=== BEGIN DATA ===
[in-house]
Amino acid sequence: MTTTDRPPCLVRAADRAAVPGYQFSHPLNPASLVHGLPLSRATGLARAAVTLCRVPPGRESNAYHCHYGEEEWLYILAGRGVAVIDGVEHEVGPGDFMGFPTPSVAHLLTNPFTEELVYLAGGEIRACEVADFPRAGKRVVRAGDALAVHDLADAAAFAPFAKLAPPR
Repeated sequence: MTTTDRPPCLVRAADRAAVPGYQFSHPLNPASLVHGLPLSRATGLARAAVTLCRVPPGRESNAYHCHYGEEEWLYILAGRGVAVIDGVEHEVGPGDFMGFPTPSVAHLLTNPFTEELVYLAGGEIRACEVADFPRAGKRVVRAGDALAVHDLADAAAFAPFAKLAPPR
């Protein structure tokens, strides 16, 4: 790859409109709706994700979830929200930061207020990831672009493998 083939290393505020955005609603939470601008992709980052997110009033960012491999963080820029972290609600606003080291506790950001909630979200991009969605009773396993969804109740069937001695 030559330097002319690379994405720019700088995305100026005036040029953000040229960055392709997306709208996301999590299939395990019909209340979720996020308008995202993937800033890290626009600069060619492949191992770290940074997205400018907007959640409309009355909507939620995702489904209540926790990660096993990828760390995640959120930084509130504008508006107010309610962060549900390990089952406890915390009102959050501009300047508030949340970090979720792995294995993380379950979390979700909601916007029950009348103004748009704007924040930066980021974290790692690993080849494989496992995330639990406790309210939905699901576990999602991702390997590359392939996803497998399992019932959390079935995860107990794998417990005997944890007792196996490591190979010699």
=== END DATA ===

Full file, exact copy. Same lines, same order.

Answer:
[in-house]
Amino acid sequence: MTTTDRPPCLVRAADRAAVPGYQFSHPLNPASLVHGLPLSRATGLARAAVTLCRVPPGRESNAYHCHYGEEEWLYILAGRGVAVIDGVEHEVGPGDFMGFPTPSVAHLLTNPFTEELVYLAGGEIRACEVADFPRAGKRVVRAGDALAVHDLADAAAFAPFAKLAPPR
Repeated sequence: MTTTDRPPCLVRAADRAAVPGYQFSHPLNPASLVHGLPLSRATGLARAAVTLCRVPPGRESNAYHCHYGEEEWLYILAGRGVAVIDGVEHEVGPGDFMGFPTPSVAHLLTNPFTEELVYLAGGEIRACEVADFPRAGKRVVRAGDALAVHDLADAAAFAPFAKLAPPR
């Protein structure tokens, strides 16, 4: 790859409109709706994700979830929200930061207020990831672009493998 083939290393505020955005609603939470601008992709980052997110009033960012491999963080820029972290609600606003080291506790950001909630979200991009969605009773396993969804109740069937001695 030559330097002319690379994405720019700088995305100026005036040029953000040229960055392709997306709208996301999590299939395990019909209340979720996020308008995202993937800033890290626009600069060619492949191992770290940074997205400018907007959640409309009355909507939620995702489904209540926790990660096993990828760390995640959120930084509130504008508006107010309610962060549900390990089952406890915390009102959050501009300047508030949340970090979720792995294995993380379950979390979700909601916007029950009348103004748009704007924040930066980021974290790692690993080849494989496992995330639990406790309210939905699901576990999602991702390997590359392939996803497998399992019932959390079935995860107990794998417990005997944890007792196996490591190979010699």